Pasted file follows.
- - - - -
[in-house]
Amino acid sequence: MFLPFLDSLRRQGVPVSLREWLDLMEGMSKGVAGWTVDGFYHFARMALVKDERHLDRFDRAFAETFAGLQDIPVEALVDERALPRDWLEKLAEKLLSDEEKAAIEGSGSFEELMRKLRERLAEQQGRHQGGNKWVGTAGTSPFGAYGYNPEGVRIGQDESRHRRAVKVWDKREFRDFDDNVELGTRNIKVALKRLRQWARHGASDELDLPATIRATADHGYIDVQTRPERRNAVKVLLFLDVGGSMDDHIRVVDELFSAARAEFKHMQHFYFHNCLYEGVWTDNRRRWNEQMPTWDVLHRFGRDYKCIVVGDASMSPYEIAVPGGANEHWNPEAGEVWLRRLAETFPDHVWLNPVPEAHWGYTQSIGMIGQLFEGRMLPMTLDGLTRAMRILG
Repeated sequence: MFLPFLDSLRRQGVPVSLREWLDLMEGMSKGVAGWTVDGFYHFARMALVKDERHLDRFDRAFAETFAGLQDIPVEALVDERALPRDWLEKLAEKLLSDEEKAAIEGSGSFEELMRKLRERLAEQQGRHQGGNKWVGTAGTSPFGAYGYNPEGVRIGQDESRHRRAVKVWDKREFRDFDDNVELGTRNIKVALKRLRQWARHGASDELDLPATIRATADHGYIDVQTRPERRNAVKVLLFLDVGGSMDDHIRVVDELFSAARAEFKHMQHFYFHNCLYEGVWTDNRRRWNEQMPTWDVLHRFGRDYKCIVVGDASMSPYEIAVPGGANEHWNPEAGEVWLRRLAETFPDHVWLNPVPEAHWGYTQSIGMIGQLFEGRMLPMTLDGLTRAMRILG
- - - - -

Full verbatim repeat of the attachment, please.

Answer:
[in-house]
Amino acid sequence: MFLPFLDSLRRQGVPVSLREWLDLMEGMSKGVAGWTVDGFYHFARMALVKDERHLDRFDRAFAETFAGLQDIPVEALVDERALPRDWLEKLAEKLLSDEEKAAIEGSGSFEELMRKLRERLAEQQGRHQGGNKWVGTAGTSPFGAYGYNPEGVRIGQDESRHRRAVKVWDKREFRDFDDNVELGTRNIKVALKRLRQWARHGASDELDLPATIRATADHGYIDVQTRPERRNAVKVLLFLDVGGSMDDHIRVVDELFSAARAEFKHMQHFYFHNCLYEGVWTDNRRRWNEQMPTWDVLHRFGRDYKCIVVGDASMSPYEIAVPGGANEHWNPEAGEVWLRRLAETFPDHVWLNPVPEAHWGYTQSIGMIGQLFEGRMLPMTLDGLTRAMRILG
Repeated sequence: MFLPFLDSLRRQGVPVSLREWLDLMEGMSKGVAGWTVDGFYHFARMALVKDERHLDRFDRAFAETFAGLQDIPVEALVDERALPRDWLEKLAEKLLSDEEKAAIEGSGSFEELMRKLRERLAEQQGRHQGGNKWVGTAGTSPFGAYGYNPEGVRIGQDESRHRRAVKVWDKREFRDFDDNVELGTRNIKVALKRLRQWARHGASDELDLPATIRATADHGYIDVQTRPERRNAVKVLLFLDVGGSMDDHIRVVDELFSAARAEFKHMQHFYFHNCLYEGVWTDNRRRWNEQMPTWDVLHRFGRDYKCIVVGDASMSPYEIAVPGGANEHWNPEAGEVWLRRLAETFPDHVWLNPVPEAHWGYTQSIGMIGQLFEGRMLPMTLDGLTRAMRILG